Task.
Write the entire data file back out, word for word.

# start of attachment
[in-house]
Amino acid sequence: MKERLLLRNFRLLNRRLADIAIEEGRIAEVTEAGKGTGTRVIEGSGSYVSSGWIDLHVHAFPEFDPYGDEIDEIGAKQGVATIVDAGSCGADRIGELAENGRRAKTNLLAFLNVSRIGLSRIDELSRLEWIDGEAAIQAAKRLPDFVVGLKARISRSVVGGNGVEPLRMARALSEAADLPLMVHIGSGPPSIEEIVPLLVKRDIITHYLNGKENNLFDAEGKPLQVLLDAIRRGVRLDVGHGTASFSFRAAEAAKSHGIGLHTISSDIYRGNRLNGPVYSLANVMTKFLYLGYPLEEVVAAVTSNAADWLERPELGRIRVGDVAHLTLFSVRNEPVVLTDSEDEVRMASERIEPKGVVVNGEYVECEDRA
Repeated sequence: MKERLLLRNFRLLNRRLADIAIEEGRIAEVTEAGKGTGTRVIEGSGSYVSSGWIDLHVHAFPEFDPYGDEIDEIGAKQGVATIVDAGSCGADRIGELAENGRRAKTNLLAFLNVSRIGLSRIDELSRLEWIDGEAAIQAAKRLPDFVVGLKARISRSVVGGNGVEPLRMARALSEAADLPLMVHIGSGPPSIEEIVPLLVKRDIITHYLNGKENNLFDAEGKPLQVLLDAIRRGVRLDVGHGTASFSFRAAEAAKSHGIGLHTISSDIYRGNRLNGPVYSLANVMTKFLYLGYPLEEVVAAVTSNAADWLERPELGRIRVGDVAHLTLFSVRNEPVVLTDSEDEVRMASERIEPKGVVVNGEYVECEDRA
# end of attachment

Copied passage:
[in-house]
Amino acid sequence: MKERLLLRNFRLLNRRLADIAIEEGRIAEVTEAGKGTGTRVIEGSGSYVSSGWIDLHVHAFPEFDPYGDEIDEIGAKQGVATIVDAGSCGADRIGELAENGRRAKTNLLAFLNVSRIGLSRIDELSRLEWIDGEAAIQAAKRLPDFVVGLKARISRSVVGGNGVEPLRMARALSEAADLPLMVHIGSGPPSIEEIVPLLVKRDIITHYLNGKENNLFDAEGKPLQVLLDAIRRGVRLDVGHGTASFSFRAAEAAKSHGIGLHTISSDIYRGNRLNGPVYSLANVMTKFLYLGYPLEEVVAAVTSNAADWLERPELGRIRVGDVAHLTLFSVRNEPVVLTDSEDEVRMASERIEPKGVVVNGEYVECEDRA
Repeated sequence: MKERLLLRNFRLLNRRLADIAIEEGRIAEVTEAGKGTGTRVIEGSGSYVSSGWIDLHVHAFPEFDPYGDEIDEIGAKQGVATIVDAGSCGADRIGELAENGRRAKTNLLAFLNVSRIGLSRIDELSRLEWIDGEAAIQAAKRLPDFVVGLKARISRSVVGGNGVEPLRMARALSEAADLPLMVHIGSGPPSIEEIVPLLVKRDIITHYLNGKENNLFDAEGKPLQVLLDAIRRGVRLDVGHGTASFSFRAAEAAKSHGIGLHTISSDIYRGNRLNGPVYSLANVMTKFLYLGYPLEEVVAAVTSNAADWLERPELGRIRVGDVAHLTLFSVRNEPVVLTDSEDEVRMASERIEPKGVVVNGEYVECEDRA